March 23, 2022

March is National Pet Poison Prevention & Awareness Month

March is National Pet Poison Prevention & Awareness Month

March is National Poison Prevention and Awareness month. Here at DERMagic, we take toxins seriously - especially during Spring.

You might be surprised at how many you and your pets are exposed to on a normal day. Some of these we can avoid, others we can’t. Today, we’re focusing on keeping your pet healthy and avoiding common poisons and toxins in your home and yard.

Spring means lots of gardening, hiking, and outdoor fun with our pets. But, there are lots of things to be aware of when we play outdoors with our pets. This is just one more reason why pet poison prevention and awareness month is during this time of year.

According to the Pet Poison Hotline, the top ten poisons for pets during 2021 were:

March is Pet Poison Prevention & Awareness

Herbs and Plants

Herbs, plants, essential oils and fertilizers are not all the same!

At DERMagic, we work with organic herbs and pure essential oils but as our founder is an organic chemist, she knows what animals can tolerate which herbs.  Unless you’ve done as much research as we have, we suggest you avoid having them around your pets.

Always pay close attention to the genus of a plant. For example, hibiscus (from the Malvaceae family) is largely considered non-toxic for pets. However, the Rose of Sharon (Hibiscus syriacus) is a genus of hibiscus that can be harmful to pets. Consumption of this genus of hibiscus can cause a pet to experience nausea, diarrhea, and vomiting.

Every part of a plant should be evaluated before placing it in your yard and allowing pets access. For example, honeysuckle’s flowers and leaves are very toxic to pets, but the wood of the plant is often used to create cat toys that create a feline response similar to catnip.

The ASPCA has an extensive list of plants that pets should avoid and if you have them in your yard, you need to keep a close eye on your pets. Cats are extremely susceptible to essential oil diffusing and especially application of EOs on their skin and fur.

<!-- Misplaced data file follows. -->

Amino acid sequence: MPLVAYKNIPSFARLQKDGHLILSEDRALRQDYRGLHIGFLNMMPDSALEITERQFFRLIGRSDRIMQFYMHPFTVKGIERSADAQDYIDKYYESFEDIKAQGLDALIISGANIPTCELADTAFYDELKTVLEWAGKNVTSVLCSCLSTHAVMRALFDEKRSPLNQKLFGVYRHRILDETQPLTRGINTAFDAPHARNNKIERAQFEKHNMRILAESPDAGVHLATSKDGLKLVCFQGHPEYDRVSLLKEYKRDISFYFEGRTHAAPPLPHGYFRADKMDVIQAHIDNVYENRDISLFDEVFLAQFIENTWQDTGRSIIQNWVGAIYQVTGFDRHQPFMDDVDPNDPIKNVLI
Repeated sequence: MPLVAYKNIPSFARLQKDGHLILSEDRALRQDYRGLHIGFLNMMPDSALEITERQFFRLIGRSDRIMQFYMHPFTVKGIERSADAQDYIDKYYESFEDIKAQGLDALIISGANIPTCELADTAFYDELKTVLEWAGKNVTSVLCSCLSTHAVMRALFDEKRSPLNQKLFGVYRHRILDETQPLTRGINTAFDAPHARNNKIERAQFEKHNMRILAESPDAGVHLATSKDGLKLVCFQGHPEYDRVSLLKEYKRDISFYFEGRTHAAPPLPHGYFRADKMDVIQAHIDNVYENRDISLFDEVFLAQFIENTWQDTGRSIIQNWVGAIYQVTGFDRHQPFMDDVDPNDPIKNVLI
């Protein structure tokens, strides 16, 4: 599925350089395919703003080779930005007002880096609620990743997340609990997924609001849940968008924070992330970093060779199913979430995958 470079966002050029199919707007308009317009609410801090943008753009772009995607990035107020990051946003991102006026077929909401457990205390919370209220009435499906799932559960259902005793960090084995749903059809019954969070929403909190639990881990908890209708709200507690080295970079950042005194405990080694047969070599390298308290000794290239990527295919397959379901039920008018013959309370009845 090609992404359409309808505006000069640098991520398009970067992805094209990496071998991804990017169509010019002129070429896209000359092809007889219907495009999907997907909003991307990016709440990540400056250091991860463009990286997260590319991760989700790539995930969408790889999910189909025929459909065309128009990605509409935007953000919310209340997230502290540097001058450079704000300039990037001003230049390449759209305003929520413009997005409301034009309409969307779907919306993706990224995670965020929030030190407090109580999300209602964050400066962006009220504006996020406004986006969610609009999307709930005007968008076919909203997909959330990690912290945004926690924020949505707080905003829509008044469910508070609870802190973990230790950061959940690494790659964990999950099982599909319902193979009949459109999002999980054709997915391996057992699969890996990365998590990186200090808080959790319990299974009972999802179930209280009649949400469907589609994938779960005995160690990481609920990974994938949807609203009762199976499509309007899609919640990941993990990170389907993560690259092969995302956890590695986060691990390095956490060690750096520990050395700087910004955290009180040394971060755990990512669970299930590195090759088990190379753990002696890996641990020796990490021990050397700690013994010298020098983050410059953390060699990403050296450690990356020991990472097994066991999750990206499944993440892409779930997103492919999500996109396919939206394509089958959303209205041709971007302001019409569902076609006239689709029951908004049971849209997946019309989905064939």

Rodenticides, Fertilizers, and Pesticides

Remember, most people have rodenticides, pesticides, fertilizers, and more in their sheds. This is another reason to avoid flea collars and especially any cheap flea/tick medication.

Even when using a natural, non-toxic fertilizer like Dr. Earth, you need to understand that your pets will be attracted to the natural ingredients (that often include bone meal) . 

Everything (no matter how natural) can be toxic if enough is consumed. 

Medications and Vitamins

Vitamin D overdose is one of the most common toxins for both dogs and cats this year. That’s largely due to people increasing their intake of vitamins to boost immunity during the COVID pandemic.

Make sure you treat vitamins and over-the-counter (OTC) drugs the same way you handle prescription drugs. Keep them out of sight and in a secure area that kids or pets cannot access.

Flea and Tick Medication

More pets are treated for reactions to flea and tick medication than you think.

Never choose a “cheap” collar or insecticide for pets. Always check expiration dates and ensure that the high-dollar collar you paid low-dollars for online is manufactured by the company you expect. There have been many cases of animals reacting to knock-off products that are put out by less than scrupulous people. If you’re not sure, call the manufacturer and ask how to spot knock-off products.

We often don’t have control over what our pets encounter on walks or in parks. But, we can do our best to help our pets avoid any toxic plants or chemicals in our yards. We hope that you’ll explore ways to keep your pets safe from these items.

March is Pet Poison Prevention & Awareness